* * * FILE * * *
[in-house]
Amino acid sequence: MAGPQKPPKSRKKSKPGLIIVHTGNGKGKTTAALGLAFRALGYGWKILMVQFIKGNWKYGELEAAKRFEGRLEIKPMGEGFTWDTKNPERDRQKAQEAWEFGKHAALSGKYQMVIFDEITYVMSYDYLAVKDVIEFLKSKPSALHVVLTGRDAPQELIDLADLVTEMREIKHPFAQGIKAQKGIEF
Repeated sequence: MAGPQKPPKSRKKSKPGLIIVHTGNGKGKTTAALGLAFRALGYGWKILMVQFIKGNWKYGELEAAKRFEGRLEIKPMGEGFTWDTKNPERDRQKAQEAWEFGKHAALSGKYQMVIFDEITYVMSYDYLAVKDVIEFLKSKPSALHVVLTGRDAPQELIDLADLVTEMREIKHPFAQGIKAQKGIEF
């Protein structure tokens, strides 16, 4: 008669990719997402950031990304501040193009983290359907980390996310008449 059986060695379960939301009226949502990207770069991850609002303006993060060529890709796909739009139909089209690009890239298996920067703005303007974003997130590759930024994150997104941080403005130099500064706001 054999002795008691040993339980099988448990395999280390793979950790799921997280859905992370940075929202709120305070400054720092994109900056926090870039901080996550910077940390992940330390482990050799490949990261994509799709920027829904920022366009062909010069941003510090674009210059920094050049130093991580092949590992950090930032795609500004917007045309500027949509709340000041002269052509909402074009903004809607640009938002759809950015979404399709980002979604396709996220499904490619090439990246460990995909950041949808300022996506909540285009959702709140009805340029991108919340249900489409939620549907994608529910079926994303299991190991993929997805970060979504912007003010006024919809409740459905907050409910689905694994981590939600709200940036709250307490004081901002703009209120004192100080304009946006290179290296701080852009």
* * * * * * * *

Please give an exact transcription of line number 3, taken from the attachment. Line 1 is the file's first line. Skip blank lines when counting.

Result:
Repeated sequence: MAGPQKPPKSRKKSKPGLIIVHTGNGKGKTTAALGLAFRALGYGWKILMVQFIKGNWKYGELEAAKRFEGRLEIKPMGEGFTWDTKNPERDRQKAQEAWEFGKHAALSGKYQMVIFDEITYVMSYDYLAVKDVIEFLKSKPSALHVVLTGRDAPQELIDLADLVTEMREIKHPFAQGIKAQKGIEF